Wednesday, 13 October 2010

Judge Repeals "Don't Ask, Don't Tell"

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After congressional efforts to repeal the military’s long-standing policy of “Don’t ask, don’t tell” have failed to clear Congress, a federal court has issued an injunction to suspend the policy. According to Judge Virginia Phillips of Federal District Court for the Central District of California, the policy “infringes the fundamental rights of United States service members and prospective service members.”

Additionally, Judge Phillips asserts that “Don’t ask, don’t tell” violates due process and freedom of speech of homosexual military men and women.

According to All Headline News, “The permanent injunction granted by Phillips prohibits the government from enforcing or applying the ‘Don’t Ask, Don’t Tell’ Act and implementing regulations, against any person under their jurisdiction or command.”

Indian Express writes, “Judge Phillips issued an injunction ‘to suspend and discontinue’ immediately any investigations or proceedings to dismiss members of the armed services.”

Judge Phillips’ injunction comes on the heels of her decision in Log Cabin Republicans v. United States of America, which declared the “Don’t ask, don’t tell” policy to be “unconstitutional.” In that case, the Log Cabin Republicans challenged the military policy on two accounts: alleging it violates right to due process as it is guaranteed in the Fifth Amendment, and asserting that it bans “freedom of speech, association, and [the right] to petition the government, guaranteed by the First Amendment.”

The suit, filed by the Log Cabin Republicans in 2004, was the only one to challenge the policy, which has been called “discriminatory” by the Obama administration.

In Phillips’ 85-page ruling, she wrote: “The act discriminates based on the content of the speech being regulated. It distinguishes between speech regarding sexual orientation, and inevitably, family relationships and daily activities, by and about gay and lesbian service members which is banned, and speech on those subjects by and about heterosexual service members, which is permitted.”

Following Phillips’ ruling, CNN reported, “The next step is expected to be for the government to ask for a temporary injunction to prevent the ruling from going into immediate effect, pending further appeals. The government at some point in the next few weeks or months would then file a petition with the 9th Circuit U.S. Court of Appeals, which is based in San Francisco, for a hearing. If the government were to lose, its next step would be to the Supreme Court.”

Indian Express believes that the ruling in Log Cabin Republicans v. United State of America is likely to be appealed, since the federal government has up to 60 days to file an appeal after the decision, which was made on September 9.

While the Justice Department has not yet issued a statement, it did file objections last month to Phillips’ ruling: “The government should be afforded a reasonable amount of time to consider the terms of the injunction and to move for an appropriate stay before an injunction is made effective. A court should not compel the Executive to implement an immediate cessation of the 17-year-old policy without regard for any effect such an abrupt change might have on the military’s operations, particularly at a time when the military is engaged in combat operations.”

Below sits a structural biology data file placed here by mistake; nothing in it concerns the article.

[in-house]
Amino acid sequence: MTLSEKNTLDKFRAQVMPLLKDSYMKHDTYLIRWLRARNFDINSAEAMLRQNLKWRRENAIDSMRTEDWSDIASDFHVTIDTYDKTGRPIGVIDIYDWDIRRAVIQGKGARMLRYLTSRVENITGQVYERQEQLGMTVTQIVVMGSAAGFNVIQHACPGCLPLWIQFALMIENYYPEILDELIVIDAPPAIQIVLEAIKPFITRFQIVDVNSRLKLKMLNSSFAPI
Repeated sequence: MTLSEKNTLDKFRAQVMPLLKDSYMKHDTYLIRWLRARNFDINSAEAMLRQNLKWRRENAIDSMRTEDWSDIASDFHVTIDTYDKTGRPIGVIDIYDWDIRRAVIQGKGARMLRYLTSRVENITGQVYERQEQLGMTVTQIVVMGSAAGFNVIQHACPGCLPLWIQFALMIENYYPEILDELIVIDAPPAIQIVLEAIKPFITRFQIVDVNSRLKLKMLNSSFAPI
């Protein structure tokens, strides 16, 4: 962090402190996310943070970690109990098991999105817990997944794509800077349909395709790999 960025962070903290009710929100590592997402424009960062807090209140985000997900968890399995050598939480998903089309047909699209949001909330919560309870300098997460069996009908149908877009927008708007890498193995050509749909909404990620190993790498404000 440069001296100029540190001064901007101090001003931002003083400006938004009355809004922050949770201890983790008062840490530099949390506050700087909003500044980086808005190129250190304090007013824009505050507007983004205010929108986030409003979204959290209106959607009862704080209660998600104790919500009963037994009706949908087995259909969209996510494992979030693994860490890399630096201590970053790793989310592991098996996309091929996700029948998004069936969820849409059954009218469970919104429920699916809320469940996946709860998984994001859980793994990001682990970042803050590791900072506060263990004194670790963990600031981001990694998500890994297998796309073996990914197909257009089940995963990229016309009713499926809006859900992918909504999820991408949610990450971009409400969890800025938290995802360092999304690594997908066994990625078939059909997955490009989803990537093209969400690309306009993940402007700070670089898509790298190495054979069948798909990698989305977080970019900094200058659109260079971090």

All Headline News explains, “The [Obama] administration is seeking a repeal of the law but is duty-bound to defend it in courts.” However, the White House has agreed to support Democratic lawmakers wishing to begin the process of repealing the military policy, after the completion of the Pentagon review.

In response to the injunction, Log Cabin Republicans Director Christian Berle said, “Lifting the ban on open service will allow our armed forces to recruit the best and brightest and not have their hands tied because of an individual’s sexual orientation.”

Similarly, President Obama and Defense Secretary Robert Gates applauded the court’s ruling, after having spoken out against the ban on openly gay military personnel on numerous occasions.

However, not everyone sees the injunction or decision as a happy ending.

Tony Perkins, president of the Family Research Council, accused Judge Phillips of “playing politics with our national defense.”

Charles Rice, professor emeritus at the University of Notre Dame law school, responded to the judge’s decision, calling it “an example of tyranny of the judiciary.” “The very idea that the policy of ‘Don’t ask, don’t tell’ is unconstitutional is absurd,” he contended. The decision “highlights the situation of the ruling class in which we find ourselves .... We have to use the electoral process to overturn the ruling class.”

The military defense policy bill failed to pass a procedural vote in the Senate at the end of September because of Democratic Senator Roland Burris’ inclusion of a controversial repeal of the “Don’t ask, don’t tell” policy.

Fox News reported that the failed military policy defense bill vote “makes it all the less likely that Congress will take any substantive action on ‘Don’t Ask, Don’t Tell’ … before adjourning for the November midterm elections.”

Military officials, who urged Congress to suspend efforts to repeal the policy until after an internal Pentagon review on the topic was completed, were comforted by the failed defense policy bill vote. The review, conducted by the Pentagon’s top lawyer and General Carter Ham, is set to be completed in December.

Unfortunately, Judge Phillips’ injunction highlights the notion of judicial overreach with which Americans have been confronted, and serves as another illustration of Congress’ diminishing role.

Photo of homosexual service members in front of the White House: AP Images